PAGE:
Why players keep getting sick at worlds and how they’re trying to help/prevent the problem

An unfortunate theme has seemed to emerge at the League of Legends World Championship: Players getting sick.

It’s apparently not a new trend, as talk during last week’s group stage included that this has happened in previous editions of worlds, which moves to the quarterfinals this week in Chicago. But at least half the 16 teams in attendance this year have been affected by illness at some point leading up to or during the tournament.

The most extreme case is Albus NoX Luna’s Kirill “Likkrit” Malofeyev being diagnosed with chickenpox, but other teams and players have had various ailments. Slingshot talked to representatives from Counter Logic Gaming, Splyce, Royal Never Give Up, H2K, ahq e-Sports Club, Samsung Galaxy and the ROX Tigers, who all mentioned players and/or staff being sick. They offered a variety of thoughts on what might be happening and how to manage the problems.

Handling sick players is a difficult balance for teams. They’re preparing for the most important tournament of the year and what the players have been working the entire season — and, in some cases, their careers — to reach. Teams practice more hours than usual, and many went to Korea to do so this year, which can throw off a player’s equilibrium and sleep schedule. Getting rest for the ill isn’t easy.

“We try to sleep as much as we can,” said CLG’s Jake “Xmithie” Puchero, who along with Zaqueri “Aphromoo” Black have been sick. “I was the first one who got sick in Korea. It was worse than Aphro’s, actually. I literally couldn’t get out of my room until scrims. After scrims I would literally go back straight to my room either in the toilet for hours or just in my bed for hours.”

RNG’s Cho “Mata” Se-hyeong said a player or two being sick can affect not only that player, but the entire team. (In an unrelated note, Mata also said Jian “Uzi” Zihao is fighting through a back injury that requires massages in between games).

“Of course if we say we need to practice about 12 hours a day, being sick or hurt takes some time out of that,” Mata told Slingshot’s Andrew Kim. “If the pain is bad enough that it’ll impact the game in a negative way, you have to take time out and take care of that, so I think it had a large impact on practice.”

There’s also the fear of sick players infecting others. H2K’s Marcin “Jankos” Jankowski said they tried to isolate sick players as much as possible, but there aren’t many opportunities to do so when you’re playing for 12 hours each day and also living in close quarters.

For H2K, traveling from Europe to South Korea and then to California seemed to be the problem. Jankos said the flight home from the team’s bootcamp in Korea was the root of the problem

“I was fine and FORG1VEN was fine, but we were jetlagged,” Jankos said. “Everyone was super super jetlagged for the first week as well.”

Luckily for H2K, Jankos said, Oskar “Vander” Bogdan, Ryu “Ryu” Sang-ook and Andrei “Odoamne” Pascu were all only mildly ill, and it didn’t have too much effect. Chou “AN” Chun-An from ahq also said illness wasn’t a big deal for his team.

“We make them wear face masks and just talk through teamspeak,” AN said through an interpreter.

ROX Tigers coach Jeong “NoFe” No-chul said he and one of the other coaches had been sick, as well as Lee “Kuro” Seo-Haeng and Song “Smeb” Kyung-ho. They all felt better by the time worlds started except Smeb, who fought through the illness during the group stage in helping the Tigers win Group A.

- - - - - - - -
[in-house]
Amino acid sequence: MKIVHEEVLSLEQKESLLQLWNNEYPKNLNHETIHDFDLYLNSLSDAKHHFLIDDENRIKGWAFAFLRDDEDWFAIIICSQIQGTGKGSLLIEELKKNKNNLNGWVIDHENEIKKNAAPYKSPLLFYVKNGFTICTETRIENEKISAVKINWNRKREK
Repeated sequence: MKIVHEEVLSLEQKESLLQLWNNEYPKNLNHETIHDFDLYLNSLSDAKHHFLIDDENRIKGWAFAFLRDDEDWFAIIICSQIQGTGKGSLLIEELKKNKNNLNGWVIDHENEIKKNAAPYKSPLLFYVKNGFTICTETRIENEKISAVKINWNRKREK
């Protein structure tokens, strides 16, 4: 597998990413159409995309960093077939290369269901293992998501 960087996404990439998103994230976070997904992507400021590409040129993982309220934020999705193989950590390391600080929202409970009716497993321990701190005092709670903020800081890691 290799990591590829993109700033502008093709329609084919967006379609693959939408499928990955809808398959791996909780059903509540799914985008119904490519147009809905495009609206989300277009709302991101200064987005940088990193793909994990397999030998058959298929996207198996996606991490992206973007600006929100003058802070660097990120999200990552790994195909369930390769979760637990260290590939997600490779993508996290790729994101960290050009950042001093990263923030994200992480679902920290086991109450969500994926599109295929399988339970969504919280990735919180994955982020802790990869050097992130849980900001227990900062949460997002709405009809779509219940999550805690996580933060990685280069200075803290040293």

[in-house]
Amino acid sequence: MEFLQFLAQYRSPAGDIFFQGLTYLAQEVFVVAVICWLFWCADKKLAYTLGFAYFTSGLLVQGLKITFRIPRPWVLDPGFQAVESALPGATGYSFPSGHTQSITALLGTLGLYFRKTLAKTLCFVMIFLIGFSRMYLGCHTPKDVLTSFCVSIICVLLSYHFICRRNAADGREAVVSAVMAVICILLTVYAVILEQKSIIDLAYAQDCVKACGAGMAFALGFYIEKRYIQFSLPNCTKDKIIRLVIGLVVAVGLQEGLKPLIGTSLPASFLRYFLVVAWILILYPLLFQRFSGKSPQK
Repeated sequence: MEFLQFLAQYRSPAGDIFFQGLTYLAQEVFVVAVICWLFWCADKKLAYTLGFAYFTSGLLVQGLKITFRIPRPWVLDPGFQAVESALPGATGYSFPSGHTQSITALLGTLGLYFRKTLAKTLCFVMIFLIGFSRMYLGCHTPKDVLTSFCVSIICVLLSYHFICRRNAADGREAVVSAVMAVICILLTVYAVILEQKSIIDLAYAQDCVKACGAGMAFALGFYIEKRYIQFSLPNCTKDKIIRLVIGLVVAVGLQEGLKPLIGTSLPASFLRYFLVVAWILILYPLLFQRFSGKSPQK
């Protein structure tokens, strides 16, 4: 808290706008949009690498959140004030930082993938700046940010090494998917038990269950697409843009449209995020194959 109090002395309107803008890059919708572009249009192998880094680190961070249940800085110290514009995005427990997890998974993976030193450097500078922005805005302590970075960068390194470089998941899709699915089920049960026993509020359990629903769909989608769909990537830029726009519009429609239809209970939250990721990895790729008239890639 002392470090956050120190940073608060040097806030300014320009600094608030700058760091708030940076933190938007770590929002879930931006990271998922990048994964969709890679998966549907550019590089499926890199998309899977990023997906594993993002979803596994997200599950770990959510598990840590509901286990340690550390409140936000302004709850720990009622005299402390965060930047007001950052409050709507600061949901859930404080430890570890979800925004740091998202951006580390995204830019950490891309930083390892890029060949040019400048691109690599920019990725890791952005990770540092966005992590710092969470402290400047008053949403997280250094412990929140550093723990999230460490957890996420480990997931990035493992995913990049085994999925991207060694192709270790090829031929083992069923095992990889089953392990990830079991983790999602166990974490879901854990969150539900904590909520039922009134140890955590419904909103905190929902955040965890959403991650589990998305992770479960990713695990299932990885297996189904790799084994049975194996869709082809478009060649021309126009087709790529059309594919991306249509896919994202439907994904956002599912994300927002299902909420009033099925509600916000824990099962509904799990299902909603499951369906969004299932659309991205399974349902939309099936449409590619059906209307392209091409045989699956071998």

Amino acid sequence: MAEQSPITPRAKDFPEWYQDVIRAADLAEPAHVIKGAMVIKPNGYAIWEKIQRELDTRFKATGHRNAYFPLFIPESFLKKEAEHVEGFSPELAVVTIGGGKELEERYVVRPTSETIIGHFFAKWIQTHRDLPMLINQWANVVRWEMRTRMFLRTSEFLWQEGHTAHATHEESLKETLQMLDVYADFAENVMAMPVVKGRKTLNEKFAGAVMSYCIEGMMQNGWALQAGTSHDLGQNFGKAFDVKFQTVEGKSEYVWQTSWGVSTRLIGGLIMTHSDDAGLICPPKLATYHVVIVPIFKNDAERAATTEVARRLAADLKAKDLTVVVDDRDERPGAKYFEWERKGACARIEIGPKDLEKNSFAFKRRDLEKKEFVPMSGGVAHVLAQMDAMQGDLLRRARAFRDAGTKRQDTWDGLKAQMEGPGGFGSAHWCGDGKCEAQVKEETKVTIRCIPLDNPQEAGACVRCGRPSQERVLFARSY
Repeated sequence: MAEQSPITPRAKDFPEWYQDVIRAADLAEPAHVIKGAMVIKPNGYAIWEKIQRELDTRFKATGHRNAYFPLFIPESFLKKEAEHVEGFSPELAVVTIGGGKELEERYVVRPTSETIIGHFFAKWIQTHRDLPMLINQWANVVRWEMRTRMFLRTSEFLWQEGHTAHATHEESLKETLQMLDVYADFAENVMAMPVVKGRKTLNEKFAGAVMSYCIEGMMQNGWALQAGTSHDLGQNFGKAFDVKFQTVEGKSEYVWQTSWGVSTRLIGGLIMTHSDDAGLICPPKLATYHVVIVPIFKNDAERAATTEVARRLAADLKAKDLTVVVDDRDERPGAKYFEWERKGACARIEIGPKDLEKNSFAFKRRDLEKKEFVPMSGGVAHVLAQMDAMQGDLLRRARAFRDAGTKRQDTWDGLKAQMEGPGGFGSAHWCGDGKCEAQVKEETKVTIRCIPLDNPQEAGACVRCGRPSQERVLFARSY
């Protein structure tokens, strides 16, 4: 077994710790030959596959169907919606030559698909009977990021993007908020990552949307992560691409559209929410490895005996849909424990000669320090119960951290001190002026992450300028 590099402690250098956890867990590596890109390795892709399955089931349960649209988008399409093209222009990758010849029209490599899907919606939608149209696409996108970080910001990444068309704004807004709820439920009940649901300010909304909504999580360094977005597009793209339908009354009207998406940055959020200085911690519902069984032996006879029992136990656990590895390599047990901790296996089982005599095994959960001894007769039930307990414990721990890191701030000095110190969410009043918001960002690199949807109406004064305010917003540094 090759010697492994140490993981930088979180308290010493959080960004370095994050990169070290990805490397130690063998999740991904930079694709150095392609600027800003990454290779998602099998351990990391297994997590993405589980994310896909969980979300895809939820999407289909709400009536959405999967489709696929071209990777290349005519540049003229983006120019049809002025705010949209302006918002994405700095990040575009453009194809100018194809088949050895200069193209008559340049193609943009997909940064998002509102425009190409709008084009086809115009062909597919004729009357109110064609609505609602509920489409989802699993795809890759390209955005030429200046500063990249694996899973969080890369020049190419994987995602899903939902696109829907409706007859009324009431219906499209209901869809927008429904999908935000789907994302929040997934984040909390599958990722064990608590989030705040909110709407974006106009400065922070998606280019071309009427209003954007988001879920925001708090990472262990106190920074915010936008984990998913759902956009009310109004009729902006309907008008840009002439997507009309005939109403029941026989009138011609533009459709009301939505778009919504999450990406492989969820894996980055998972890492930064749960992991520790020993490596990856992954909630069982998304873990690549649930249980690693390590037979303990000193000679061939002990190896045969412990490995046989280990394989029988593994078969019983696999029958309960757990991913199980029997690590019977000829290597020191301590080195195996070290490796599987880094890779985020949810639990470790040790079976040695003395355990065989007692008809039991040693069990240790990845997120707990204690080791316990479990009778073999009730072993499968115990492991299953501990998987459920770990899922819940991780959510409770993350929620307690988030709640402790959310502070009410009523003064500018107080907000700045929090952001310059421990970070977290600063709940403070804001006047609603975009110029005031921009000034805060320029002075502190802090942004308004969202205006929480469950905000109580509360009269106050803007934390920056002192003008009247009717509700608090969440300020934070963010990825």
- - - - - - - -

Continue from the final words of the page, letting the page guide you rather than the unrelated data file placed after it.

“I think because the area here has very steep changes in temperature and gets very cold during the nights, the recovery was slow,” NoFe said. “We tried our best to contain the illness to the people who were already sick, and I’m very relieved that no one else got sick afterwards. I’ve heard that other teams also had trouble with sick players, so it’s quite fortunate for us that it stopped with Smeb.”

When it comes to being at the tournament, Riot Games offers assistance for sick players, which encompasses anything from first aid kits to taking players to the hospital if necessary. Separately, RNG and Samsung brought medicines over from their respective countries to help treat their sick players.

“I think it’s very important for the pros to protect themselves, especially during the worlds tournament,” Mata said. “If you get sick during worlds, it can really make you feel less power.”

So why is this happening? It’s not possible to draw a concrete answer, but the combination of longer practice hours, constant travel across the country (and world) and the increased stress of worlds could all be factors.

“Our practice regiment was completely different,” Splyce coach Jakob “YamatoCannon” Mebdi said. “When we were in Korea, we practiced harder than we ever had. If you don’t go outside much and get that breath of fresh air and you just push all the time, your immune system is going to be weaker for sure.”

Xmithie mentioned the changing of seasons affecting him personally but also that the amount of work teams have put in for the entire season might finally be taking their toll.

“I think especially this time it’s flu season, also changing in weather for me is a lot because usually every time I try to travel (there’s something),” Xmithie said. “Everyone tries really hard, but it gets our immune systems weaker and weaker because we’re overworking ourselves.”

As teams and players continue to deal with illness, An had a tongue-in-cheek solution he old his teammates during the group stage:

“I think the best way to prevent it is probably the guys working out more.”

Cover photo courtesy of Riot Games

Slingshot Editor-In-Chief. Former newspaper reporter from Cleveland, Ohio, who appreciates clean copy and good Counter-Strike.

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